3. Amplification: A hearing aid is basically an electroacoustic device that fits in neatly behind your ear where it is tucked away from plain sight. This device helps in amplifying sounds so that you can catch them and hear them more clearly.
  4. Modulation: The ENT specialist will usually prescribe a certain kind of hearing aid based on your individual condition in terms of volume, size, power and circulation. These factors help in modulating the sounds in a certain way so that they reach the nerve pathways from the inner ear and travel to the brain in a proper and effective way. This is usually done in a customised way to cater to the specific type and cause of your hearing loss.

Using a hearing aid is a matter of retraining your hearing rather than restoring it completely. These aids will be helpful in regaining a better sense of hearing within the condition you are going through, rather than reversing the condition completely.

4249 people found this helpful

How You Can Regain Your Hearing With Hearing Aids?

Dr. Dhirendra Singh Kushwah 92% (74 ratings)
MBBS, MS - ENT
ENT Specialist, Delhi
How You Can Regain Your Hearing With Hearing Aids?

Loss or impairment of hearing can happen due to a variety of causes and may be temporary or permanent in nature, depending on the type and severity of the condition. One of the most common causes of hearing impairment is age. The degeneration of one's vital organs and senses becomes a reality for many people as the advancement of age happens, and the delicate insides of the ears are no different. Noise pollution, injury to the ear drum or any other part of the ear, as well as the movement of particles inside are only a few of the many reasons for loss of hearing. One of the many ways of dealing with long term hearing impairment is by using a hearing aid.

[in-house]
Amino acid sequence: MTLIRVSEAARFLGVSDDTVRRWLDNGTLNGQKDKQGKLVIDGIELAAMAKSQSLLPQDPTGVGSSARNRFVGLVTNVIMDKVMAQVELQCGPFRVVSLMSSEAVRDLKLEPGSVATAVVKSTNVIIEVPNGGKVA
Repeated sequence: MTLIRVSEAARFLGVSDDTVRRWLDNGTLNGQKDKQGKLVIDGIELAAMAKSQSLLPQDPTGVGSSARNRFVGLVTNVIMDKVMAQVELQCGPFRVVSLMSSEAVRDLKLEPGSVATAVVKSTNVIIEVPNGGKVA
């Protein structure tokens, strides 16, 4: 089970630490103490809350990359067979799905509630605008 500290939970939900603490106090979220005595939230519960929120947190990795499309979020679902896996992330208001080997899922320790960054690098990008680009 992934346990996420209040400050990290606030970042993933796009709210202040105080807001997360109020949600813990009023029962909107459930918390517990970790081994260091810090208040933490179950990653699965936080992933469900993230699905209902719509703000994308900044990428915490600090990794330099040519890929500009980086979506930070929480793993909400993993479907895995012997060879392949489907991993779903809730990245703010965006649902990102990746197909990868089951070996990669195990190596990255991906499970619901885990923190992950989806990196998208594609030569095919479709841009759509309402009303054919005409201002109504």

Read on to know how you can regain your hearing with hearing aids:

  1. Long Forgotten Sound: A hearing aid will help you reacquaint yourself with long forgotten and subtle sounds that you may not have been able to hear for a long time. Many times, this kind of impairment also makes us forget to notice the fact that we do not hear so many normal sounds in our everyday lives - sounds that we probably did not notice even earlier. This may include the whirring of a fan, the whoosh of the air, the pitter patter of pets' feet and so much more. A hearing aid will help in bringing about an adjustment to these sounds that you will actually end up discovering again.
  2. Technicalities: The hearing aid basically works by letting your hearing and ears readjust to the various volumes, intensity and vibrations that one feels when different sounds reach the ears. This helps in hearing better.
  3. Amplification: A hearing aid is basically an electroacoustic device that fits in neatly behind your ear where it is tucked away from plain sight. This device helps in amplifying sounds so that you can catch them and hear them more clearly.
  4. Modulation: The ENT specialist will usually prescribe a certain kind of hearing aid based on your individual condition in terms of volume, size, power and circulation. These factors help in modulating the sounds in a certain way so that they reach the nerve pathways from the inner ear and travel to the brain in a proper and effective way. This is usually done in a customised way to cater to the specific type and cause of your hearing loss.

Using a hearing aid is a matter of retraining your hearing rather than restoring it completely. These aids will be helpful in regaining a better sense of hearing within the condition you are going through, rather than reversing the condition completely. If you wish to discuss about any specific problem, you can consult an Ent Specialist.

2497 people found this helpful

When Should You Go For A Hearing Test?

Dr. (Major) Vipin Kakar Retd. 88% (84 ratings)
MBBS (M.A.M.C), M.S. ENT
ENT Specialist, Delhi
When Should You Go For A Hearing Test?

Here are 6 signs to watch out for that could indicate 'You need to get your Ears tested':

1. Your TV is blaring: Do you often find people around you shouting above the TV sound complaining that it's too loud? When you find it hard to hear the TV at the average volume and find yourself turning up the sound, this could signify a hearing loss. Doctors are seeing a growing number of patients visiting them after prolonged exposure to loud music and sounds.

2. You find it hard to hear phone conversations: Do you find yourself asking the person on the other end of the phone line to 'repeat' themselves, or find yourself pressing the phone instrument right into your ear? If you are trying so hard to hear, you might find yourself missing out on bits of the conversation as focussing to clearly hear the conversation is exhausting work. Getting a hearing test might be a good option if this sounds like you.